This bridge has held the record of being the widest bridge in Ohio. Although one of the youngest historic bridges in Cleveland, the structure is a very impressive structure that is worthy of preservation. The bridge features multiple deck cantilever truss spans of varying size. The bridge also features a pleasing curve that adds to the aesthetic value of the bridge.
ODOT conducted a study to determine how to improve I-90. Among the alternatives, demolition of this historic bridge was considered and quickly chosen. It didn't help that a committee in 2004 decided that the bridge would be not eligible for the National Register of Historic Places despite its long length and complex design. You barely need to read between the lines of the Historic Bridge Inventory information below and it is obvious that the bridge SHOULD have been considered eligible for the National Register of Historic Places under Criterion C (engineering significance) and possible Criterion A (significant events) as well since it was a complex bridge covered in engineering literature and was a critical part of a major and influential travel corridor. The committee that found the bridge "not eligible" in 2004 seems like a poorly veiled attempt (but successful) to bypass Section 106 and other federal laws that attempt to protect historic bridges.
People interested in this project had been fighting to get a non-motorized path integrated into a new Inner Belt Bridge. One novel option that could have been considered, along with rehabilitating the bridge for continued vehicular use is to add a cantilevered walkway below the main deck of the historic bridge, beside the trusses of the structure. This solution would allow pedestrians to view the trusses of the bridge, and also separate them from high-speed interstate traffic. These are the types of creative ideas that can enhance a city and also extend the usefulness of a historic bridge.
Information and Findings From Ohio's Historic Bridge Inventory
The high level viaduct, which is part of the inner belt freeway south of downtown Cleveland, carries 8 lanes of traffic over the Cuyahoga River and its valley with a dock area, two major highways, a railroad freight yard, tracks of four different railroads, a sand and gravel processing plant, and several other industrial installations. The viaduct includes ramps that access Abbey Avenue on the west end and Ontario Avenue, E. 9 Street, and Carnegie Avenue on the east end.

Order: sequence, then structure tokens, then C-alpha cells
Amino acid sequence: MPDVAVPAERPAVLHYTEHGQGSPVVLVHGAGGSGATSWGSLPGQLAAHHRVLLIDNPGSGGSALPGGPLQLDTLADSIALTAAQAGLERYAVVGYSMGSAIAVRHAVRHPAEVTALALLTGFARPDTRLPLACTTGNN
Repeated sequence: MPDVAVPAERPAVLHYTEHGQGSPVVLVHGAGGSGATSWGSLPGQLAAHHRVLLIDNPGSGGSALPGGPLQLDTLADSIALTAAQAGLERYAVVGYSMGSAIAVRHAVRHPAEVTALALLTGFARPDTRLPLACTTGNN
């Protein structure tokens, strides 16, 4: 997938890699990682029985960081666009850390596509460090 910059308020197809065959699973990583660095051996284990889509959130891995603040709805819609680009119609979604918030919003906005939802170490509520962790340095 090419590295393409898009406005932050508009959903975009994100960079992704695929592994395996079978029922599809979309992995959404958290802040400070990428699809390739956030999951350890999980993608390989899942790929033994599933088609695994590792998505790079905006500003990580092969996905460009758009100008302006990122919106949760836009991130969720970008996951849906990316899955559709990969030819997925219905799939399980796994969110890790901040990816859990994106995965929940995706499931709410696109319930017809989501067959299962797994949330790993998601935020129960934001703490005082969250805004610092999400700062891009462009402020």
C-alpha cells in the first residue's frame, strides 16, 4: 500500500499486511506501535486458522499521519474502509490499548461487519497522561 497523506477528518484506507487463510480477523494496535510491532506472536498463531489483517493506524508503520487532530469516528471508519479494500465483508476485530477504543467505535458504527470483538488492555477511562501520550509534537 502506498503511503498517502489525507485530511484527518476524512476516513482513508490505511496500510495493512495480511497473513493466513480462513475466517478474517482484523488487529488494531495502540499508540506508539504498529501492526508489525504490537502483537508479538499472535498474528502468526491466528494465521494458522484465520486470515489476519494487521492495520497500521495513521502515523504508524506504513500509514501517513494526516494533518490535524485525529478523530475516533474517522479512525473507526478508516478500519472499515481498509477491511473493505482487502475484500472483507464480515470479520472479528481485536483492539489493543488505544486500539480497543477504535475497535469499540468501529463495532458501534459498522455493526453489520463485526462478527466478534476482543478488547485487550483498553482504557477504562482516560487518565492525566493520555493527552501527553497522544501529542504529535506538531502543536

The main spans of the 42-span, 5,077'-long viaduct are continuous cantilever deck trusses with some innovative details. The 1,204' of 14 spans of riveted, built-up girder-floorbeam or stringer approach spans for
the west approach and 1,153' in 10 spans on the east. There are also two access ramps on the east end. Because of existing conditions on the east side, high-strength steel stringer spans rather than built up girder-floorbeam spans
were used in order to achieve the needed span lengths and vertical clearances (many of the obstacles have since been removed). The continuous-cantilevered deck truss main spans are 2,721' long. The 7 truss spans with suspended
sections vary in length from 226' to 400', and the truss lines are placed 90' apart. Transverse trusses spaced at 25' intervals are the same depth of the main trusses, and they serve as both floorbeams and sway frames. Truss members
are built up box sections. The stringers supporting the deck are continuous over the sway frames and provide expansion at a maximum of 125' intervals. This was done to save steel. At the transition between the deep truss spans and
the much shallower girder-floorbeam spans, two huge, 111'-long, built-up box section girders and "universal joints" that permit rotation in all directions and expansion in two directions are used. The box girders act like cap beams
on the reinforced concrete columns, and they compensate for the difference in depth between the trusses and the girder approach spans. Throughout the truss spans, expansion, rotation, and wind shear are accommodated conventionally
with shoes. The entire viaduct is finished with three rail high extruded pipe railings that was an ODOT standard of the period. The bridge deck and component members have been rehabilitated/strengthened in order to keep the viaduct
in service, but these are minor alterations, including the replacement of rivets with high-strength bolts. The Abbey Avenue approach has also been improved.
Summary of Significance
The historic bridge committee (ODOT, FHWA, Ohio SHPO) agreed that the bridge be categorized as not eligible in June 2004.
Bridge Considered Historic By Survey: Bridge Found Ineligible By "Historic Bridge Committee" in 2004
This bridge is tagged with the following special condition(s): Unorganized Photos
2007 Bridge Photo-Documentation
|A collection of overview and detail photos. This photo gallery contains a combination of Original Size photos and Mobile Optimized photos in a touch-friendly popup viewer. Alternatively, Browse Without Using Viewer|
2014 Additional Unorganized Photos
Original / Full Size Photos
|Taken as demolition had begun, a supplemental collection of photos that are from additional visit(s) to the bridge and have not been organized or captioned. This gallery offers photos in the highest available resolution and file size in a touch-friendly popup viewer. Alternatively, Browse Without Using Viewer|
2014 Additional Unorganized Photos
Mobile Optimized Photos
|Taken as demolition had begun, a supplemental collection of photos that are from additional visit(s) to the bridge and have not been organized or captioned. This gallery features data-friendly, fast-loading photos in a touch-friendly popup viewer. Alternatively, Browse Without Using Viewer|
This historic bridge has been demolished. This map is shown for reference purposes only.
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